By Karim Chandani

While there are risks to the trendy amenities taking the hospitality industry by storm – like swimming with dolphins, parasailing, or combat paintball – it’s the basic hazards like slips, trips and falls (STF) in hotel bathrooms, on sidewalks and curbs or parking lot ramps that are really the issue. Even though they’re preventable, STFs drive a lot of insurance claims – and those costs can add up.

Service Hospitality reports that slip, tip and fall injuries account for 20% of all injuries reported in service and hospitality industries – but they accounted for 30% of all costs.1 More than that, the average slip, trip and fall claim costs more than 50% more than any other average injury claim in the same industries.That’s why hotels and other venues need to take a proactive approach to regularly assess identifiable hazards – and address them to show they aren’t being negligent. Training staff to recognize those hazards and ensuring they understand their roles in mitigating risk is also crucial.

Among the areas of the hotel where slip, trip and fall claims are made with the greatest frequency and ways to guard against hazards include:

  • Guest Baths. Slips and falls come with the territory for guest bathrooms, of course, and it’s worth noting that this is one of the few areas remaining in the hotel without security cameras (as a way to double-check claims). But any way you look at it, you’re remiss if you haven’t equipped them with slip-resistant bath mats or applied such a treatment to the tub or shower floor. Properly placed handrails/grab-bars are another fail-safe measure. If you’ve upgraded to walk-in showers, doors that open inward are the better safety option.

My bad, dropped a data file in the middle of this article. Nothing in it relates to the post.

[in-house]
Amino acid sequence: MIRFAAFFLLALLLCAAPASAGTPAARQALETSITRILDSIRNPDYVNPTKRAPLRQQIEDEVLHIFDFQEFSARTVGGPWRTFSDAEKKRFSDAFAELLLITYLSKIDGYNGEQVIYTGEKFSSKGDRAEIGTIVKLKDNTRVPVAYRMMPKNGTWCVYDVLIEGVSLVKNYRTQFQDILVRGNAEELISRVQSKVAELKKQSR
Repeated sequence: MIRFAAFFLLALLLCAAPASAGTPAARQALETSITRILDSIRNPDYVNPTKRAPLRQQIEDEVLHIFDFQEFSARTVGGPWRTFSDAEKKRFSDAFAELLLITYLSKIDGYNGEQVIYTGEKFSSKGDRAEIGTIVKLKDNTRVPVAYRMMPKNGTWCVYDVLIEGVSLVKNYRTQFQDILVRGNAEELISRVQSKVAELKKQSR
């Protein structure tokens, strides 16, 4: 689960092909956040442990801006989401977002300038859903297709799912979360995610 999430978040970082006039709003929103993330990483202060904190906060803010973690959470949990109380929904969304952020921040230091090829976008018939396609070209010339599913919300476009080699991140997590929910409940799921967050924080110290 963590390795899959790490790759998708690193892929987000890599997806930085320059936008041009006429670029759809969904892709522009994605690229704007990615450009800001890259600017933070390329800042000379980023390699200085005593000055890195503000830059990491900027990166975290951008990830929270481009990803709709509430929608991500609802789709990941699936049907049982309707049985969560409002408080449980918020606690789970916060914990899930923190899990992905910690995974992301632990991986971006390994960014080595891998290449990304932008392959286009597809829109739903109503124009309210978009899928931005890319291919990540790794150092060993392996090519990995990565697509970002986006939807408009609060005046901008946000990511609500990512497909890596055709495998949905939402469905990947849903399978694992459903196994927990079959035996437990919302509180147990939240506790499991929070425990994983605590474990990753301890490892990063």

• Swimming pools, saunas, whirlpools. Indoor or outdoor, these are a natural STF danger. Post house rules on safety (with “no running” and “no diving” in big red letters). Floors with non-slip surfaces will also go a long way toward cutting down accidents. Consider creating a schedule for wiping down the pool area of excess water and logging the information.
  • Exterior locations. A cracked sidewalk or curb might not seem like much, but it can pose a trip hazard for someone who’s distracted. Similarly, it’s important to have outdoor ramps to comply with the provincial accessibility requirements (such as OADA), but they should be moderately angled for safety and carefully maintained during periods of rain, snow and ice. Exterior doors should be well lit and covered with slip-resistant mats placed inside and outside that are regularly replaced to guard against slick floors. Consider using a salting log to ensure regular maintenance.
  • Lobby and common areas. Among common hazards are mats and carpeting that are bunched or worn – and should be checked and replaced routinely. Tile floors and non-carpeted stairs can be dangerous when water is tracked in or liquid spilled; slip resistant surfaces can head off issues. Doors should allow visibility to the other side, and the right lighting will also minimize accidents – like side lights on doors and indirect lighting by elevators. Proper maintenance and hazard signage and a proactive approach can go a long way.

Slips, trips and falls may be inevitable hazards in a public place like a hotel. But they can be managed if you have a consistent program in place to monitor and control the most likely sources of problems.

HUB International’s team of brokers is available to work with you in understanding and managing risk and insurance issues at your organization.